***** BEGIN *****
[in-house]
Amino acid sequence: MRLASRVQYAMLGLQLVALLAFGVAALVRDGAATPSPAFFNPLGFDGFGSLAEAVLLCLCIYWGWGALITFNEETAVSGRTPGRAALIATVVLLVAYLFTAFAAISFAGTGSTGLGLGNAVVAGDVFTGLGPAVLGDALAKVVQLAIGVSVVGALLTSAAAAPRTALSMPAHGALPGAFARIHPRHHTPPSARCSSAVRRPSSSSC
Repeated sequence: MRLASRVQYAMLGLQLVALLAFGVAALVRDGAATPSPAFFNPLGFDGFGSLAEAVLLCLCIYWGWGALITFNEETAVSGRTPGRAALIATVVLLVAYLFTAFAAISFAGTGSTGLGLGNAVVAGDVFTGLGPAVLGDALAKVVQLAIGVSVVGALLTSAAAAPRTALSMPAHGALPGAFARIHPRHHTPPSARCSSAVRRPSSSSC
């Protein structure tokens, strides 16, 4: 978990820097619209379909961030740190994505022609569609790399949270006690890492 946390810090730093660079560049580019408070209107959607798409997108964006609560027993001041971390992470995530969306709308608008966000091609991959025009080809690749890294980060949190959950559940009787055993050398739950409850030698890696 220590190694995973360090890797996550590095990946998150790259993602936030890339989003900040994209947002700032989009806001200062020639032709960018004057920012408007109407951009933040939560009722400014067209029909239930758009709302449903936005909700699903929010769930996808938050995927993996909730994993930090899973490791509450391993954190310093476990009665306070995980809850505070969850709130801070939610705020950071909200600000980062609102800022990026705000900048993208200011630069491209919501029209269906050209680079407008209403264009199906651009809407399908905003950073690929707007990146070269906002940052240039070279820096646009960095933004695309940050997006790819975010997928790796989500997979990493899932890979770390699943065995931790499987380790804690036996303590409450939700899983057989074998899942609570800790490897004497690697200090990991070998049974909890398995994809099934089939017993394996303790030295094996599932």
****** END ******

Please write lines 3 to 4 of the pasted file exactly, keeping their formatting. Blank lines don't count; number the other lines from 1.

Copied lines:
Repeated sequence: MRLASRVQYAMLGLQLVALLAFGVAALVRDGAATPSPAFFNPLGFDGFGSLAEAVLLCLCIYWGWGALITFNEETAVSGRTPGRAALIATVVLLVAYLFTAFAAISFAGTGSTGLGLGNAVVAGDVFTGLGPAVLGDALAKVVQLAIGVSVVGALLTSAAAAPRTALSMPAHGALPGAFARIHPRHHTPPSARCSSAVRRPSSSSC
């Protein structure tokens, strides 16, 4: 978990820097619209379909961030740190994505022609569609790399949270006690890492 946390810090730093660079560049580019408070209107959607798409997108964006609560027993001041971390992470995530969306709308608008966000091609991959025009080809690749890294980060949190959950559940009787055993050398739950409850030698890696 220590190694995973360090890797996550590095990946998150790259993602936030890339989003900040994209947002700032989009806001200062020639032709960018004057920012408007109407951009933040939560009722400014067209029909239930758009709302449903936005909700699903929010769930996808938050995927993996909730994993930090899973490791509450391993954190310093476990009665306070995980809850505070969850709130801070939610705020950071909200600000980062609102800022990026705000900048993208200011630069491209919501029209269906050209680079407008209403264009199906651009809407399908905003950073690929707007990146070269906002940052240039070279820096646009960095933004695309940050997006790819975010997928790796989500997979990493899932890979770390699943065995931790499987380790804690036996303590409450939700899983057989074998899942609570800790490897004497690697200090990991070998049974909890398995994809099934089939017993394996303790030295094996599932």